Full Publication: https://www.thepeterboroughexaminer.com/opinion/columnists/2015/01/29/trailblazer-working-hard-to-build-community-st-peter-s-graduate-zuberi-attard-receives-lincoln-m-alexander-award.html
One of Peterborough's own talented, smart, African-descendant young men, Zuberi Attard, received the Lincoln M. Alexander award on Jan. 21.
The award is named after the late Honourable Lincoln M. Alexander, who was the 24th Lieutenant Governor of Ontario, serving from 1985-1991. He was the first member of African descent to serve as a Lieutenant Governor in any province in Canada.
The Lincoln M. Alexander Award honours youth, such as Zuberi Attard, who have demonstrated leadership in community work and eliminating racial discrimination in Ontario. Zuberi Attard was born in Toronto in 1995 and moved to Peterborough in 1999. He was home schooled for nine years by his mother, Cheryl Edwards, who provided him with a pro-Afrocentric education. This Afrocentric education made Zuberi proud to be of African descent. Zuberi attended RJ Downey elementary school, where he earned an award in English, Adam Scott intermediate school, and both Kenner CVI (for the IB program) and St. Peter's Secondary school (where he admirably starred as Scrooge in a play during his graduating year).
Partly based on his positive social experiences in Peterborough, Zuberi's journey of social activism blossomed into a diversified environment when he was at Central Toronto Academy. One of Zuberi's first activist actions was at the school where he initiated a student petition to have the school library open during class time. This was a success. He then went on to join the multicultural club at the school where he helped to break cultural barriers.
Zuberi's motto then and now is; In our community it doesn't matter who you are, or where you're from, it just matters what you do to improve the lives of others. Zuberi's long list of accomplishments include; peer leader for a Young Men's Group at Central Toronto Academy -- a group for older teens to release their tension, achieve empowerment and liberate each other through their differences; creating a Student Activist Association -- a group focusing on making a difference in the community internally and externally; joining a Policy Leadership lab where they discuss the economic inequalities in Toronto and conjure best solutions; being elected by the staff at Central Toronto Academy to represent the school and to speak at the Urban Priority High Schools conference; peer educator at St. Stephen's Community House where he worked to facilitate and develop workshops about harm reduction for youth from various ethnic and religious backgrounds.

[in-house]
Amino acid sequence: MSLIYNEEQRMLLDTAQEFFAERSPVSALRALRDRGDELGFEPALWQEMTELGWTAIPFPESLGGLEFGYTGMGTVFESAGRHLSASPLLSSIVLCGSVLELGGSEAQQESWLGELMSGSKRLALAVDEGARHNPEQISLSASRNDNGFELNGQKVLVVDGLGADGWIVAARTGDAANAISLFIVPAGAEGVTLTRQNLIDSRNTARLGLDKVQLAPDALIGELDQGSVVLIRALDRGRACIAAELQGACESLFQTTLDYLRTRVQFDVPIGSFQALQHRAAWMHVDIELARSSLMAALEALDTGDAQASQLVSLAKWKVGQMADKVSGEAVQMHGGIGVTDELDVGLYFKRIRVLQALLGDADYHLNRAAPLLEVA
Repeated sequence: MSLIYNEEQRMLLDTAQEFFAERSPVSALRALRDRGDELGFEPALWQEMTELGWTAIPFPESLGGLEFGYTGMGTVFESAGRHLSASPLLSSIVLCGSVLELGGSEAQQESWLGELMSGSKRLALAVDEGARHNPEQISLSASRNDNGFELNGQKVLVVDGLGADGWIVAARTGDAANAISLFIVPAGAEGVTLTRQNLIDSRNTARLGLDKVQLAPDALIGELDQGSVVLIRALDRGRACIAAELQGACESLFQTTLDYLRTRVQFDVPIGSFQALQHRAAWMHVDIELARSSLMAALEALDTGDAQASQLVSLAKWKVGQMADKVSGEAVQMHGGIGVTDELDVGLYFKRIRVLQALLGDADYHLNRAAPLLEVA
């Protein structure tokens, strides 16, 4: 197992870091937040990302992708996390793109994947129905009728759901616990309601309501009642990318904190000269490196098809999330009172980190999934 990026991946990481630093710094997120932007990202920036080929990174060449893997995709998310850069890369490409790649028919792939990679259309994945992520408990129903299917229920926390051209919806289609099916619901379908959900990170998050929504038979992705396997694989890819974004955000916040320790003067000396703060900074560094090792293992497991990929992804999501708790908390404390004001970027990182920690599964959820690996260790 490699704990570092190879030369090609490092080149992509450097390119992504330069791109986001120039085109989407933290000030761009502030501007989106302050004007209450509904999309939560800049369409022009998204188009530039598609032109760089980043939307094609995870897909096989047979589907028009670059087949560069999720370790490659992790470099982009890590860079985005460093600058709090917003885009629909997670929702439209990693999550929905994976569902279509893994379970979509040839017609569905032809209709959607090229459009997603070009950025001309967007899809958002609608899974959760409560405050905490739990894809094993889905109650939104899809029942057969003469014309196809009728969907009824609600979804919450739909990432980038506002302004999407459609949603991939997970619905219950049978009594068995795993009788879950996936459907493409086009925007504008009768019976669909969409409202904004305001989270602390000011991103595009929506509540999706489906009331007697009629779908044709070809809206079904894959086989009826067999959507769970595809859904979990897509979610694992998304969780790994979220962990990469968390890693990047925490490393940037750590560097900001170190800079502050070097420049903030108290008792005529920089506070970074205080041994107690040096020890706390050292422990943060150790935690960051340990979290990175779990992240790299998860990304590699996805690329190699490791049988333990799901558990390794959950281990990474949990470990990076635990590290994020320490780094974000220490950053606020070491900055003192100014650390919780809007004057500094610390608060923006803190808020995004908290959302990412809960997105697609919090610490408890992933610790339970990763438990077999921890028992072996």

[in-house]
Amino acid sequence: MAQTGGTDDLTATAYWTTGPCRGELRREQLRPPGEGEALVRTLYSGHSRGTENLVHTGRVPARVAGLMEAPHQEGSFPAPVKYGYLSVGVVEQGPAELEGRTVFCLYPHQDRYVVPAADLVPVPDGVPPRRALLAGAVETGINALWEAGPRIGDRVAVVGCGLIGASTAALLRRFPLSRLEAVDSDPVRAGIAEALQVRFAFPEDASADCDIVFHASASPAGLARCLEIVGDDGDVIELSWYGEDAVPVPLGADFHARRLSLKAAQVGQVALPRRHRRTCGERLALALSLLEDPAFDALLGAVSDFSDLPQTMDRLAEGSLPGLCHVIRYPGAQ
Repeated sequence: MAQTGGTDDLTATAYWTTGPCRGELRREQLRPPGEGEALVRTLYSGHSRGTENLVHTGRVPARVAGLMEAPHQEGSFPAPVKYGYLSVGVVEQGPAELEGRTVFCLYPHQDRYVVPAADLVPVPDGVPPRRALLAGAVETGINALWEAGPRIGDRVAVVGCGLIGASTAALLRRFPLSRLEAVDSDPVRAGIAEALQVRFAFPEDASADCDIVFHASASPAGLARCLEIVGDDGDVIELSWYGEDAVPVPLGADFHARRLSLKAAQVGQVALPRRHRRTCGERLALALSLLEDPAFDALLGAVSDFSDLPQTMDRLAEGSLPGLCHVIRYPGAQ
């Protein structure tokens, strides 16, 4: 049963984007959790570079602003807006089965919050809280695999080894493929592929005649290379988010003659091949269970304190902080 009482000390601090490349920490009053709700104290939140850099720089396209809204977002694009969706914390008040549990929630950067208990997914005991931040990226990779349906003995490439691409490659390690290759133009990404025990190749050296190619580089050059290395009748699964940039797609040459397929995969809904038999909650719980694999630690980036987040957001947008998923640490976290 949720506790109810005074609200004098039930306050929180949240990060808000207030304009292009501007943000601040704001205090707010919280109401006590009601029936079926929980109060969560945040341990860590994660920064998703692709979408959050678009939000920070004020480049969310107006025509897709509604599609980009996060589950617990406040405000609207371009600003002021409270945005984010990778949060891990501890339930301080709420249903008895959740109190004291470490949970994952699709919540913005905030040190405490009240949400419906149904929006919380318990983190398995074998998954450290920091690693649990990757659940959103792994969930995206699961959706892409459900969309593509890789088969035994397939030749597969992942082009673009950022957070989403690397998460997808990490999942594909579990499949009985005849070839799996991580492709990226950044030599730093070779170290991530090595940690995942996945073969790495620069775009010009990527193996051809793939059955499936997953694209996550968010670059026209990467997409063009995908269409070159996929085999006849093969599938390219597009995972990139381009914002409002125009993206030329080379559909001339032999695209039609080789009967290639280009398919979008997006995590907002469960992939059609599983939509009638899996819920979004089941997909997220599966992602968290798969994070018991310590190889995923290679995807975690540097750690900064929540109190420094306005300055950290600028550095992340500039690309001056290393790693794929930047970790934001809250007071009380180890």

Zuberi ran a successful clothing drive for homeless youth in Toronto, and a textbook drive to ship barrels of books to Jamaican schools. His ability to work with other community leaders enabled his endeavours to be successful.
Zuberi believes that bringing people together is the only way to eradicate social discrepancies. He is passionate about promoting diversity and inclusion, safe neighbourhoods, as well as initiatives that value and celebrate differences including gender, ability, sexual orientation, race, ethnicity and religious beliefs.
He is a trailblazer for other youths to follow his example of building community and making a difference in improving the lives of others that are from all walks of life.